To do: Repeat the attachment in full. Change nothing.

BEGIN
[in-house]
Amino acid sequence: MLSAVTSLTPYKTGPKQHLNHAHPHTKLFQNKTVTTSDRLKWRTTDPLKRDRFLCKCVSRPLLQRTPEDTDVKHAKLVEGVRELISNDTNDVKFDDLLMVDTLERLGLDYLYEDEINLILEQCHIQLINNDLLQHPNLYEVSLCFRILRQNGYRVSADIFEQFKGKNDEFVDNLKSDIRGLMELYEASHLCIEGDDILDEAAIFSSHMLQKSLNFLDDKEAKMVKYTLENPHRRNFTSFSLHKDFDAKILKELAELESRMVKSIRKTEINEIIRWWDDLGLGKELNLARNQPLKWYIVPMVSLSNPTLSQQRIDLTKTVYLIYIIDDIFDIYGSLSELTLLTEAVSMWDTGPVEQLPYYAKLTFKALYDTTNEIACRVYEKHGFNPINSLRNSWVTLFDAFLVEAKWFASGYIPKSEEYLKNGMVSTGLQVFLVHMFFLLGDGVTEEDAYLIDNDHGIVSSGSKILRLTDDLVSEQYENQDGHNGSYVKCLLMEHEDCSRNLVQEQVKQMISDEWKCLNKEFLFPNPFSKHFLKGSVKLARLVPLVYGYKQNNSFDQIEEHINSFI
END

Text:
[in-house]
Amino acid sequence: MLSAVTSLTPYKTGPKQHLNHAHPHTKLFQNKTVTTSDRLKWRTTDPLKRDRFLCKCVSRPLLQRTPEDTDVKHAKLVEGVRELISNDTNDVKFDDLLMVDTLERLGLDYLYEDEINLILEQCHIQLINNDLLQHPNLYEVSLCFRILRQNGYRVSADIFEQFKGKNDEFVDNLKSDIRGLMELYEASHLCIEGDDILDEAAIFSSHMLQKSLNFLDDKEAKMVKYTLENPHRRNFTSFSLHKDFDAKILKELAELESRMVKSIRKTEINEIIRWWDDLGLGKELNLARNQPLKWYIVPMVSLSNPTLSQQRIDLTKTVYLIYIIDDIFDIYGSLSELTLLTEAVSMWDTGPVEQLPYYAKLTFKALYDTTNEIACRVYEKHGFNPINSLRNSWVTLFDAFLVEAKWFASGYIPKSEEYLKNGMVSTGLQVFLVHMFFLLGDGVTEEDAYLIDNDHGIVSSGSKILRLTDDLVSEQYENQDGHNGSYVKCLLMEHEDCSRNLVQEQVKQMISDEWKCLNKEFLFPNPFSKHFLKGSVKLARLVPLVYGYKQNNSFDQIEEHINSFI